After surgery many people experience hiccoughs. They are common but they can be annoying so be sure that you are eating small portions and be careful when beverages are too hot or too cold as this may trigger them. The most common reasons are drinking carbonated beverages since they create gas, drinking too much alcohol, eating too fast and even stress and excitement.
Hair loss is very common in the first few months for anyone who has had surgery, but it is especially true for bariatric patients due to the lack of vitamins and minerals. Remember you are eating less and your body is not able to absorb all that you need with the small portions you are eating. Dr. Ahmed encourages you to follow the dietary supplementation requirements for your surgery type and get your lab work done regularly to make sure deficiencies can be addressed to keep you healthy.
Even though we don’t like to discuss this, it is important to know that it is normal to get air in your digestive tract. When you eat or drink some, air is swallowed, which can cause gas. Be sure to eat slowly with your mouth closed, don’t gulp or drink beverages with a straw and abstain from carbonated beverages to minimize gas. You can also document what foods are causing you discomfort and gas and take them off of your list for a while.
After you have a bariatric surgery, diarrhea can occur. It is usually within the first week or two after surgery but if it persists or you are not feeling well because of it, please contact the clinic to discuss.
There are a number of reasons why patients experience heartburn. One reason is based on the surgery you had. For instance, if you had the gastric band it might be too tight. Other reasons are related to the food you are eating so write down the foods that bother you and avoid them and re-introduce later to see how your body responds. Avoid overeating, chew your food and abstain from spicy, acidic foods. Do not lie down after eating and Dr. Ahmed suggests that you not eat at all within a few hours of going to bed.
Alcohol should be avoided for at least 3 months after surgery. A little goes a long way as it goes into your system much quicker and can remain for quite a while. Alcohol also has calories so even though it is a liquid, it is not calorie free. Do not drink and drive.
After bariatric surgery, you cannot get the same amount of vitamins and minerals through your diet alone due to the small portions you are eating. It is so important to follow the vitamin and mineral supplementation instructions given to you by the dietitian. Nutritional deficiencies can occur and that is another reason we have you draw labs at 6 months and annually for the rest of your life, to ensure that your body remains healthy.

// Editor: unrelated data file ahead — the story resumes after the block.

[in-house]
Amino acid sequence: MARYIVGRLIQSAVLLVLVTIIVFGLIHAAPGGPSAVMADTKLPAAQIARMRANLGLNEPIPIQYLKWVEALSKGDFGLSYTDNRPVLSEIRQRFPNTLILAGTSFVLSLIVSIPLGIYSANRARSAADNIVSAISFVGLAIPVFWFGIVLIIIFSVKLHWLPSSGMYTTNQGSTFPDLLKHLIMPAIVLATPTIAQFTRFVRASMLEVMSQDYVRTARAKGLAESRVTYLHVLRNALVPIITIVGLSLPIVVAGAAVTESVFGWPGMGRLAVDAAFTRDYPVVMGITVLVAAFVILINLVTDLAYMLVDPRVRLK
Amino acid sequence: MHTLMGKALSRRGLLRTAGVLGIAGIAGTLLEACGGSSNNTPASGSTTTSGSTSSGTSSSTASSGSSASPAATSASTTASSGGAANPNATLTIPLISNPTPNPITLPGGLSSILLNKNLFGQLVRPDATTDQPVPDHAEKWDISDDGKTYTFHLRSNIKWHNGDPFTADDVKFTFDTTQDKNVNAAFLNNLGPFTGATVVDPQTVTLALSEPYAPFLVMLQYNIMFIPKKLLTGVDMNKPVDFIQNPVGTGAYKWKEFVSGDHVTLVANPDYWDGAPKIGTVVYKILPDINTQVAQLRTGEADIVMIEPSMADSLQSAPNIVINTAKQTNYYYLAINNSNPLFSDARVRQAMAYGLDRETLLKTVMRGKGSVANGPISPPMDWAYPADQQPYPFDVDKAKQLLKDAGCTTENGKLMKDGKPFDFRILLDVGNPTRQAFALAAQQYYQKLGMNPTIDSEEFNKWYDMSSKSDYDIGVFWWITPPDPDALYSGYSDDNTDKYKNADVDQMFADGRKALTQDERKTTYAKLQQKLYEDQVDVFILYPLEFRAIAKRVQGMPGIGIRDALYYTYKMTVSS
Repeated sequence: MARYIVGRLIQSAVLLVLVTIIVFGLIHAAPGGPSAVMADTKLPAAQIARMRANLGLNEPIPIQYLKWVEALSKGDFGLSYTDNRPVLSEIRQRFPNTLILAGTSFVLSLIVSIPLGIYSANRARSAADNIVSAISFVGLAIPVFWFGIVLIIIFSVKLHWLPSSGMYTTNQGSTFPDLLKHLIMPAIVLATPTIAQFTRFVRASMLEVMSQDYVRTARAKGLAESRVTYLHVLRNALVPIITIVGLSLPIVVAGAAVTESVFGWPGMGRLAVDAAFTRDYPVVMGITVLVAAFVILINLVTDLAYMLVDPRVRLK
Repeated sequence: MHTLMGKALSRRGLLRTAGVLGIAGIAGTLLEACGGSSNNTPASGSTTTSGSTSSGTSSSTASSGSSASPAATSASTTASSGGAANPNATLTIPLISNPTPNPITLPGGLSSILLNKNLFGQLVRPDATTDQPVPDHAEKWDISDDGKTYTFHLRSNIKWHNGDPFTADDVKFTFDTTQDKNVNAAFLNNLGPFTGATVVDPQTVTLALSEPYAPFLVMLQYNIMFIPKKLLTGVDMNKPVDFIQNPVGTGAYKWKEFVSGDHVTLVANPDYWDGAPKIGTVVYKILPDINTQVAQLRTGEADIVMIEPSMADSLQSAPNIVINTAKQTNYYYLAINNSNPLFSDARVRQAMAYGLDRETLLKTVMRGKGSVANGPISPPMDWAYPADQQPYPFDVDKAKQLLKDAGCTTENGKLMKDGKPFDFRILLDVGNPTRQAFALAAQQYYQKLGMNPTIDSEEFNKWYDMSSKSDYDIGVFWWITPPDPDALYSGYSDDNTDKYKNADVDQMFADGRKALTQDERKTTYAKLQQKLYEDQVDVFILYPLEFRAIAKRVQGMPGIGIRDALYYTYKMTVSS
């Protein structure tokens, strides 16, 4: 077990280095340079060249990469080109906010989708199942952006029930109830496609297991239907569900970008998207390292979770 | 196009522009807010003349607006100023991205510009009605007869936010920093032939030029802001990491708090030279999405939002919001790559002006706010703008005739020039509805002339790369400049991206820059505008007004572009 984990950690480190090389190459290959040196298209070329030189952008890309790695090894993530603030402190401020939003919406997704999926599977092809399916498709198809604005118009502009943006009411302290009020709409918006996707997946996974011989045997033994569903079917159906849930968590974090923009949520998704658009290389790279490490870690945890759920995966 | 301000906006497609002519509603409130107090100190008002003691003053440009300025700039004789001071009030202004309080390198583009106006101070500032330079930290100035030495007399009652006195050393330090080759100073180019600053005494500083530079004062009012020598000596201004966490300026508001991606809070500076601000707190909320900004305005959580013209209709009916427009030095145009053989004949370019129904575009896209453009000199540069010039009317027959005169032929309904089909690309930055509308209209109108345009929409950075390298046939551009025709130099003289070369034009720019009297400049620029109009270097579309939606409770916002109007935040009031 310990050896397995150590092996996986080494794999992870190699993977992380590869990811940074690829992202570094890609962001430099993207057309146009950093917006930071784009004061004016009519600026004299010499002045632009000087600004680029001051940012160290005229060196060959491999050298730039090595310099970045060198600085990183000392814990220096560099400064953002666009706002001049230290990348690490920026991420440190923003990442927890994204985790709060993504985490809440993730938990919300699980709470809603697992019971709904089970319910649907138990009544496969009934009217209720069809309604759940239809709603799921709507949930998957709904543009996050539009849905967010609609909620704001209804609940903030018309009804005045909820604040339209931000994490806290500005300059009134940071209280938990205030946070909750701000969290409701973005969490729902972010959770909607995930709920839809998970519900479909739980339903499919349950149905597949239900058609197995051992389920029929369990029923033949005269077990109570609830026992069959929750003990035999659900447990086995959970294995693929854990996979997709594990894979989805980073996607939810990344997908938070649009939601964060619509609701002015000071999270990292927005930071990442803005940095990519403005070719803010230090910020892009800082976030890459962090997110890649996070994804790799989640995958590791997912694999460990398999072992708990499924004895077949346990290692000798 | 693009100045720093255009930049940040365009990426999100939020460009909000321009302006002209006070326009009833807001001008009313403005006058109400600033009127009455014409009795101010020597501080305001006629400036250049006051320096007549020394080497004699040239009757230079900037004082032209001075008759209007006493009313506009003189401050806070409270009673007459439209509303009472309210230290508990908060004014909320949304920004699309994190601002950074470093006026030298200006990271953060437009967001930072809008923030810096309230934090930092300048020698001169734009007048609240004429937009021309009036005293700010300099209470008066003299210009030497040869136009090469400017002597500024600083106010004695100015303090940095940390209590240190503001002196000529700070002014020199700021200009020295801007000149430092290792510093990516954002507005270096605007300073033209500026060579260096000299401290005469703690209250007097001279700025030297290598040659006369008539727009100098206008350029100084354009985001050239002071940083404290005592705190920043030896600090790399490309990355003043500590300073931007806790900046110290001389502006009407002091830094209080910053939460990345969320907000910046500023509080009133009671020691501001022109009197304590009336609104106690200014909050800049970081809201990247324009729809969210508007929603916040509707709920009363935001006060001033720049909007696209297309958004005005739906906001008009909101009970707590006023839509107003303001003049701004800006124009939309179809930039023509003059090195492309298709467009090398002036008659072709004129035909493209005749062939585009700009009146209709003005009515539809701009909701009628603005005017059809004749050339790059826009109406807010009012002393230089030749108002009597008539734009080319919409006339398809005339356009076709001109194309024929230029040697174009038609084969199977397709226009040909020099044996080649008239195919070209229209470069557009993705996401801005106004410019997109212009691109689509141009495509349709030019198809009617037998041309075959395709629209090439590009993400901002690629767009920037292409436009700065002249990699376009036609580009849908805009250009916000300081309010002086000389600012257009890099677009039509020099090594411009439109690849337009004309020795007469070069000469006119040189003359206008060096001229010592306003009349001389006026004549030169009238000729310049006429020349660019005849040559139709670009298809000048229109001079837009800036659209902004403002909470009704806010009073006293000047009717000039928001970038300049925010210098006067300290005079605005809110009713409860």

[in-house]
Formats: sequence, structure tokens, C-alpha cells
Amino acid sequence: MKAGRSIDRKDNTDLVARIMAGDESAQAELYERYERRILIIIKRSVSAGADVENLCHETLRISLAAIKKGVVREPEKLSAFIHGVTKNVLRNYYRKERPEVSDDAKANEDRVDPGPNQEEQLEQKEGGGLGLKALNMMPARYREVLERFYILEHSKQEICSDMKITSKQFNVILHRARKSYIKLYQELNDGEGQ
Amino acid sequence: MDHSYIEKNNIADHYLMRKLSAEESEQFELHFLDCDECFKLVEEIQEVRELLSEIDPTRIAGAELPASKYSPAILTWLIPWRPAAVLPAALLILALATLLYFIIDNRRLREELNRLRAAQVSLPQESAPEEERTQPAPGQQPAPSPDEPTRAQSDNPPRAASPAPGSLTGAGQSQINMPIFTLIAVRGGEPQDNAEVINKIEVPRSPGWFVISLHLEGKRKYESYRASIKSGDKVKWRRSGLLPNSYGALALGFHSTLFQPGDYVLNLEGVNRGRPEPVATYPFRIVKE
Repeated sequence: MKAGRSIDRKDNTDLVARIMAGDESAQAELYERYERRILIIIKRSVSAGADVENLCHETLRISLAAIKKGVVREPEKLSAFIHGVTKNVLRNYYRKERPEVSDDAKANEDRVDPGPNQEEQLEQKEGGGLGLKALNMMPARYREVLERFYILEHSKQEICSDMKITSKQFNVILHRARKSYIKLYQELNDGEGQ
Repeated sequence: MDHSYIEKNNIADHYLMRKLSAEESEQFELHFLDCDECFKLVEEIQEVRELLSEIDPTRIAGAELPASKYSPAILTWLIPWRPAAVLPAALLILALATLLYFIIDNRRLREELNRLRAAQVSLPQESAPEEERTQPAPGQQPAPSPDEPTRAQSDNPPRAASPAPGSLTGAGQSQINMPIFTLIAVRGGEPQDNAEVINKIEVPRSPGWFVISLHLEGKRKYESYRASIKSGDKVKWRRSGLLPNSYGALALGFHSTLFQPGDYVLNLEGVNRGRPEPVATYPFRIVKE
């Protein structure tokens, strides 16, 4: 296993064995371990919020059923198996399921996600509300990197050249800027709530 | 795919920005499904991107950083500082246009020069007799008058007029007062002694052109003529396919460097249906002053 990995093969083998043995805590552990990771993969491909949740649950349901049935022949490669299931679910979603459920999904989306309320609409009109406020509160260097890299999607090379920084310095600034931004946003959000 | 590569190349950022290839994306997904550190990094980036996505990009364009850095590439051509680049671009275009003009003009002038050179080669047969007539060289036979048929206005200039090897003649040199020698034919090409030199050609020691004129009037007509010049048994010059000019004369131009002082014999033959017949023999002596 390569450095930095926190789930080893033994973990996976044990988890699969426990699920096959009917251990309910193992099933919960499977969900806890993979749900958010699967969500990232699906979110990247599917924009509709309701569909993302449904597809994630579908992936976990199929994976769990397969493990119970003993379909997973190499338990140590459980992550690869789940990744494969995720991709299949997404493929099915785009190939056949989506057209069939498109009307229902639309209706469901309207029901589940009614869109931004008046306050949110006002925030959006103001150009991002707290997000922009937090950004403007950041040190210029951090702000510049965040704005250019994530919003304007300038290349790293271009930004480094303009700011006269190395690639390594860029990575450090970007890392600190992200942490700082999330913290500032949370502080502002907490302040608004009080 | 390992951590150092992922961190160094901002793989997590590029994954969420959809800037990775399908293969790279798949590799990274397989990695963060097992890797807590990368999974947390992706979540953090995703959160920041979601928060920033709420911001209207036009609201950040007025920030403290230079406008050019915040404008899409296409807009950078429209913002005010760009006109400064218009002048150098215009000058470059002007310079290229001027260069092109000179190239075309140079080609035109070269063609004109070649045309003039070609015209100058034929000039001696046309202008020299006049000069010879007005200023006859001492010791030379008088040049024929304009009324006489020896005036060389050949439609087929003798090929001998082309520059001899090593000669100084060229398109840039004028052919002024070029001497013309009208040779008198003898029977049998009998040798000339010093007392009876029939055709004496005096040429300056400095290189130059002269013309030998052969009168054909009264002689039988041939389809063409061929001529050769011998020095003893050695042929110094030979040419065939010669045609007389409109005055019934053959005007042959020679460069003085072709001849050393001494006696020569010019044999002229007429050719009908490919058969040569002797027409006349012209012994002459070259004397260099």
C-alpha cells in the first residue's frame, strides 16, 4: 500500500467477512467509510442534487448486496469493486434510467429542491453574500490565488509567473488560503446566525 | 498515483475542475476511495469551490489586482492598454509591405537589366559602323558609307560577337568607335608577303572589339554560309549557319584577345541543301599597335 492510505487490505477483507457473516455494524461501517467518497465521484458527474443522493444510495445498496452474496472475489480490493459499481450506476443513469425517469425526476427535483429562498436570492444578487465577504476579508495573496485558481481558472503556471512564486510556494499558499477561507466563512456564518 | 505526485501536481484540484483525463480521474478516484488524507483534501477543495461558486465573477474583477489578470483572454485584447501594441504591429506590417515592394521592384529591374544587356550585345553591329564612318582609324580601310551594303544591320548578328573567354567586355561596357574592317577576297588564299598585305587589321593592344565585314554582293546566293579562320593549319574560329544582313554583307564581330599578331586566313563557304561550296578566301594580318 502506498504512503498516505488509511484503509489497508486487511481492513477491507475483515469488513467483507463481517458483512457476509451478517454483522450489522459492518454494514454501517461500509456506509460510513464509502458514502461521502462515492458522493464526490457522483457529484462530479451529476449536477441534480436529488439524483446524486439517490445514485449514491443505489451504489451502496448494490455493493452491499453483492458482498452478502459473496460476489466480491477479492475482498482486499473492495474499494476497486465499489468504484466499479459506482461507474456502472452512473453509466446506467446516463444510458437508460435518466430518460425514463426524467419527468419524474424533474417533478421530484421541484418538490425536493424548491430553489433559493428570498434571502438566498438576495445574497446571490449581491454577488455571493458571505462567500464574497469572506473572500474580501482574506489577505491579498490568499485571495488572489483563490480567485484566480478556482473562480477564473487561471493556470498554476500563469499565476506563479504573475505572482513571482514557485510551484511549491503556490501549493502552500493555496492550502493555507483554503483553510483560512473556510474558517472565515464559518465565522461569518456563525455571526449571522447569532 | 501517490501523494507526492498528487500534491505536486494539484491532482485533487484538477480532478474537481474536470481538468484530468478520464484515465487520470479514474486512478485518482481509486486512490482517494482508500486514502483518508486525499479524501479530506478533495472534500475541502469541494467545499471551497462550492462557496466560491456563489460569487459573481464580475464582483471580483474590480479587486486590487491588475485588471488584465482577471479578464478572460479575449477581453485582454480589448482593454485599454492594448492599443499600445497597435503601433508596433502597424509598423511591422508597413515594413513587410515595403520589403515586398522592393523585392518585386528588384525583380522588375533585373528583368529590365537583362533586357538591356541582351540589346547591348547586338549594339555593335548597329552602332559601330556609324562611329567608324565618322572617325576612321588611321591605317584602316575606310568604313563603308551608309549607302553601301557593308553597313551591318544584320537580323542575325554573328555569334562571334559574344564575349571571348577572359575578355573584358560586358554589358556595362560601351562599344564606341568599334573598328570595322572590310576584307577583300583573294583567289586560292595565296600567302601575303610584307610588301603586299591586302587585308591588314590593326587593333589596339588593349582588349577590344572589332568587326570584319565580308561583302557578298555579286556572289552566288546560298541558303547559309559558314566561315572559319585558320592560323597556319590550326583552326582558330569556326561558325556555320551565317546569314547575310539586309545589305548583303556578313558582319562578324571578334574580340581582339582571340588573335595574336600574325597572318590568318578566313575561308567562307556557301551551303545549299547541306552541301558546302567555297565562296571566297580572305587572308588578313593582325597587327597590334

Dining Out After Surgery
It’s really not too difficult and a number of patients have shared some great ideas that can help take the stress out of what can be a great time. You can order from the healthy section plates or chose a meal that you know you can split and eat later. Immediately split your plate and put it in a to-go box first. Chose your meal around your protein and substitute white starches for fresh vegetables. Get all sauces, gravies, and dressings on the side. Eat slowly and enjoy the social experience with friends and family. You can actually be more engaged in conversation with those around you. Take your time and be sure to sit back and place your fork on your plate between bites. People will be impressed by your self-control. It’s amazing how fast we eat and don’t even enjoy our food. With a few easy changes, you will enjoy your time dining out.
That Hungry Feeling
Bariatric surgery is a tool to help you control hunger and portions so that it limits the amount of calories you are consuming. Don’t eat to be full, but rather eat to be healthy! We are conditioned to eat until we feel full, but this will be uncomfortable after bariatric surgery, so eat with portion control in mind.
Even with regular anatomy, we all can experience some constipation but there are different levels of constipation ranging from occasionally to chronic. Hard and dry stools can be painful to pass. Remember too that your diet has changed considerably so you may need to add fiber supplement. Exercise and drinking the recommended amount of water each day will also help to keep you regular.
After bariatric surgery, your stomach is much smaller so it is important to be mindful of what you eat. Dumping syndrome is generally caused by food and fluid consumption, especially foods that contain a high amount of sugar. If you experience this after eating a particular food, make a mental note to take that food off your list, although we think you will do that anyway as the experience itself is very uncomfortable. Each person is different, but dumping syndrome side effects include nausea, diarrhea, dizziness, weakness, sweating, immediate fatigue and just in general not feeling well.
Stay focused, journal your experience and follow the instructions you received from the Southern Nevada Bariatrics team. If you have any questions or concerns, please call the clinic so we can help you stay on track.